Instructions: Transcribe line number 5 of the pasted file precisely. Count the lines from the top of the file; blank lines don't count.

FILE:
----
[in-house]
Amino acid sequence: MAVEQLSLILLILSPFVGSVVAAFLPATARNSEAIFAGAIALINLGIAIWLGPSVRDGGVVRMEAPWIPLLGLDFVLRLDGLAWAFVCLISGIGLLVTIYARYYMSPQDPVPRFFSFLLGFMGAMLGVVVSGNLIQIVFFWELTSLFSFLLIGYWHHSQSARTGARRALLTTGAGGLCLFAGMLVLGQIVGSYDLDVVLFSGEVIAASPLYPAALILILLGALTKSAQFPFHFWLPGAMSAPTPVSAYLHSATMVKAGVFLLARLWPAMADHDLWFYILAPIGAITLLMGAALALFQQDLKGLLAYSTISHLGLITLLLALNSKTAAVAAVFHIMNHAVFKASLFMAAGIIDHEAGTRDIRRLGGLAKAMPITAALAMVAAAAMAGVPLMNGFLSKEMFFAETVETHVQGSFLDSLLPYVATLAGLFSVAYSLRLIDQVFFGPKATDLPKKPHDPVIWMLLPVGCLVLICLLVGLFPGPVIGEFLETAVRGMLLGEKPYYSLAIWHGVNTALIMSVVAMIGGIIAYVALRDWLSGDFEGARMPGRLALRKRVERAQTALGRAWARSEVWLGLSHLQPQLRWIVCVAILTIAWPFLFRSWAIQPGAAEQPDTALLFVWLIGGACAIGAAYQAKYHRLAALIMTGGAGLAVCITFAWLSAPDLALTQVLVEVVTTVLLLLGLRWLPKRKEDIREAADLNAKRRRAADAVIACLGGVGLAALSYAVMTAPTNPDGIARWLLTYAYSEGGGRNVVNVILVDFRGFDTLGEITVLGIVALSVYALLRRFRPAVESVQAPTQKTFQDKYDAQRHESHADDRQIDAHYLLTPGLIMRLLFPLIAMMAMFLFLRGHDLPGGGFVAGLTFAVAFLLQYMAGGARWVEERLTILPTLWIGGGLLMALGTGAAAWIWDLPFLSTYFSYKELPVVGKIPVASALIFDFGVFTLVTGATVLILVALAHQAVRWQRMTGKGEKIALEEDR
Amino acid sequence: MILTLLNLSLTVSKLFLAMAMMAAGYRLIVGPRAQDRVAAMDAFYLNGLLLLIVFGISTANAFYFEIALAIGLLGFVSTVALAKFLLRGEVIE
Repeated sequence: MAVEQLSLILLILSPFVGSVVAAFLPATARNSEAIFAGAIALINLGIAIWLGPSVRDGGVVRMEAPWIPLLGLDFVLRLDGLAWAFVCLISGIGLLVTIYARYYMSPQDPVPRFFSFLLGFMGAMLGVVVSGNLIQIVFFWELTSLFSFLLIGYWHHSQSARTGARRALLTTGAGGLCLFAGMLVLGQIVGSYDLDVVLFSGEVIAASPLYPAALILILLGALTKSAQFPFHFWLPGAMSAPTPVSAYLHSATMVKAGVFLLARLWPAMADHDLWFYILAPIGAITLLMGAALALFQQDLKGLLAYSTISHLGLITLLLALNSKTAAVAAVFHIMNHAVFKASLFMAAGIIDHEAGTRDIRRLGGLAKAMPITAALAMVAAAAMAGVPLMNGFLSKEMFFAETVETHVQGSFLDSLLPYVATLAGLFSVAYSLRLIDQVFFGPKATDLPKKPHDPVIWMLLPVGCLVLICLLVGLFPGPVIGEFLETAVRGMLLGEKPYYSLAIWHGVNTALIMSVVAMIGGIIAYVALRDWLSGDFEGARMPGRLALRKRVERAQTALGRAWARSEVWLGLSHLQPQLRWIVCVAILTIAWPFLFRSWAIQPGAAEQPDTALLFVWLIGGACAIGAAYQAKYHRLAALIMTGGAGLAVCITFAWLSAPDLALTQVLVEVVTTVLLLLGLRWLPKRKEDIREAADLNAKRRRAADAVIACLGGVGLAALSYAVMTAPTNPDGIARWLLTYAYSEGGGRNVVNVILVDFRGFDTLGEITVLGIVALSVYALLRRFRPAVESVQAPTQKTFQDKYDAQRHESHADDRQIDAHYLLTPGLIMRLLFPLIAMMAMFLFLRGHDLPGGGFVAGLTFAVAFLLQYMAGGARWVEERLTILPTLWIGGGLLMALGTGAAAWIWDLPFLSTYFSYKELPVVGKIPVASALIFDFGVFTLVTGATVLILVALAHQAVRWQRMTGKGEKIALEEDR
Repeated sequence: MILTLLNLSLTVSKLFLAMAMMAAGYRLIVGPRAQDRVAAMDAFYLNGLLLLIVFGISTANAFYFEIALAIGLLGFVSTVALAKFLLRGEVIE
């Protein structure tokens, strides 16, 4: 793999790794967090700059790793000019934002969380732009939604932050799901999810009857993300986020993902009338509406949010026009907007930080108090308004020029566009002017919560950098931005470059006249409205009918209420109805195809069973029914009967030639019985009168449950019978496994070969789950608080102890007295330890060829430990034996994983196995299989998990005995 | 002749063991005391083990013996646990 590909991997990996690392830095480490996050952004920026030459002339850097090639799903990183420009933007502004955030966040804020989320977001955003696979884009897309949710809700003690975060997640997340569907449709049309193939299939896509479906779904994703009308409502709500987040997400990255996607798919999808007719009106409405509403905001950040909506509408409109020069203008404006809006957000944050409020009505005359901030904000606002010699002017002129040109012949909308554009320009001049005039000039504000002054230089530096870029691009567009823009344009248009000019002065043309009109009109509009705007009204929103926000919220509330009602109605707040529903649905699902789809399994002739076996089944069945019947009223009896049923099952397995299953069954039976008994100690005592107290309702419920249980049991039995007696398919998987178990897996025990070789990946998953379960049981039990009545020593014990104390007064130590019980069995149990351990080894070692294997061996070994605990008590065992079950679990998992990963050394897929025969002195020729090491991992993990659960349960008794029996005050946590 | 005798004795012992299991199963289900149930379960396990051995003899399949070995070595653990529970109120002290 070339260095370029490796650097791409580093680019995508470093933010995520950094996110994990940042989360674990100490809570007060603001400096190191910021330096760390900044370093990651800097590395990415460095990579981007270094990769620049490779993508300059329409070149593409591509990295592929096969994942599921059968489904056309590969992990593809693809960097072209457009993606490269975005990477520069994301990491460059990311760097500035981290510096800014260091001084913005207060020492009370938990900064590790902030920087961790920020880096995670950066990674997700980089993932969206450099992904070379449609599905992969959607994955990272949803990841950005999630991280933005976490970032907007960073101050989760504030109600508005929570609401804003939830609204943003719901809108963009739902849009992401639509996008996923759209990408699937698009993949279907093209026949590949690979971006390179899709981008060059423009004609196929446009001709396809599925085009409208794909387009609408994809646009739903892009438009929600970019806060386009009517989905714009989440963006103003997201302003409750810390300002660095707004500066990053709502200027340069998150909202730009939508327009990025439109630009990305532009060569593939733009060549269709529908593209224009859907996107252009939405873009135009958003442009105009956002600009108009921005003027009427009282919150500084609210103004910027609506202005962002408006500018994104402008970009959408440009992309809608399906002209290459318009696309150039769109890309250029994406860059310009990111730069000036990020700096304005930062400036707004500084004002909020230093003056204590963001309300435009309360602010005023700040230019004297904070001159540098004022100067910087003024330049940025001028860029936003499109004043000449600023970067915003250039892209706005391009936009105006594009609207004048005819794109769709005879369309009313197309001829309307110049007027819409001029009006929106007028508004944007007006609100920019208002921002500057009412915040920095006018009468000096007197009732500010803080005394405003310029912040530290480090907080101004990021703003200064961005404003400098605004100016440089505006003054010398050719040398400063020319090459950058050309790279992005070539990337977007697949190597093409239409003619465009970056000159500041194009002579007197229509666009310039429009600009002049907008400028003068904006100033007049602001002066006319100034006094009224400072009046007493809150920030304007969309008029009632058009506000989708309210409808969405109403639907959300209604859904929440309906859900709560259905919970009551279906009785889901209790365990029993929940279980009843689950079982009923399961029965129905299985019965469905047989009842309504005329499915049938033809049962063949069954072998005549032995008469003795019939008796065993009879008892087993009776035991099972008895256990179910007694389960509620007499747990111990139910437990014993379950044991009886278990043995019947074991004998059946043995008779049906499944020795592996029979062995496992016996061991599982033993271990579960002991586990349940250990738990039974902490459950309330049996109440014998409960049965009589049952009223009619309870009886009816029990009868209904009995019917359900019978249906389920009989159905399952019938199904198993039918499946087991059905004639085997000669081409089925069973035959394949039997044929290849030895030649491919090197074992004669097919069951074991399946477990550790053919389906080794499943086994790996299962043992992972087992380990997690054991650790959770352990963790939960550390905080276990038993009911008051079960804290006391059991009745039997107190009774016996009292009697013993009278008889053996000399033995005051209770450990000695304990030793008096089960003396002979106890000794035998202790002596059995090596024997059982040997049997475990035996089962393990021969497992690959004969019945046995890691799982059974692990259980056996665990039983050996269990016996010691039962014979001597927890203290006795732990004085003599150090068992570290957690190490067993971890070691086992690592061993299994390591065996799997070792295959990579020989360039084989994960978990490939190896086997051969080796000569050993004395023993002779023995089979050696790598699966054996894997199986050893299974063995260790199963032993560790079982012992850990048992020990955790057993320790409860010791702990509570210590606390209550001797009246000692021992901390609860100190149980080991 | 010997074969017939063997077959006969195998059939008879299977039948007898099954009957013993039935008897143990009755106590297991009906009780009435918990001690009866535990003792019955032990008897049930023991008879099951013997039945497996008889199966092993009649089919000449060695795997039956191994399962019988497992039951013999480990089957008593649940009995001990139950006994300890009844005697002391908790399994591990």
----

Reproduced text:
Repeated sequence: MILTLLNLSLTVSKLFLAMAMMAAGYRLIVGPRAQDRVAAMDAFYLNGLLLLIVFGISTANAFYFEIALAIGLLGFVSTVALAKFLLRGEVIE